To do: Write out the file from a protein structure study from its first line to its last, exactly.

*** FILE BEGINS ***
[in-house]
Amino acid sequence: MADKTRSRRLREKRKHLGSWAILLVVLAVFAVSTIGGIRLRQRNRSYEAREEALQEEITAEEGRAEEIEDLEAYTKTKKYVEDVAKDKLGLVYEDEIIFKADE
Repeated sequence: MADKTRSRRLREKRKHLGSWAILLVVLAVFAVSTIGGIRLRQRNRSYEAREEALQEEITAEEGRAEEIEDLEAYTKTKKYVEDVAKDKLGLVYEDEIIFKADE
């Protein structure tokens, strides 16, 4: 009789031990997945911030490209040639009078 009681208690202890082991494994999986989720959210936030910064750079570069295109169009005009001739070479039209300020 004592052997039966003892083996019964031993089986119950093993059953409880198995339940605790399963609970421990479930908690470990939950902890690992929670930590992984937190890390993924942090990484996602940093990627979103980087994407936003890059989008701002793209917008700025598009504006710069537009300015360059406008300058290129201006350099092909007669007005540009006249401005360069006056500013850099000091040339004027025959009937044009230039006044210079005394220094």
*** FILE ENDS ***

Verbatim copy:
[in-house]
Amino acid sequence: MADKTRSRRLREKRKHLGSWAILLVVLAVFAVSTIGGIRLRQRNRSYEAREEALQEEITAEEGRAEEIEDLEAYTKTKKYVEDVAKDKLGLVYEDEIIFKADE
Repeated sequence: MADKTRSRRLREKRKHLGSWAILLVVLAVFAVSTIGGIRLRQRNRSYEAREEALQEEITAEEGRAEEIEDLEAYTKTKKYVEDVAKDKLGLVYEDEIIFKADE
């Protein structure tokens, strides 16, 4: 009789031990997945911030490209040639009078 009681208690202890082991494994999986989720959210936030910064750079570069295109169009005009001739070479039209300020 004592052997039966003892083996019964031993089986119950093993059953409880198995339940605790399963609970421990479930908690470990939950902890690992929670930590992984937190890390993924942090990484996602940093990627979103980087994407936003890059989008701002793209917008700025598009504006710069537009300015360059406008300058290129201006350099092909007669007005540009006249401005360069006056500013850099000091040339004027025959009937044009230039006044210079005394220094």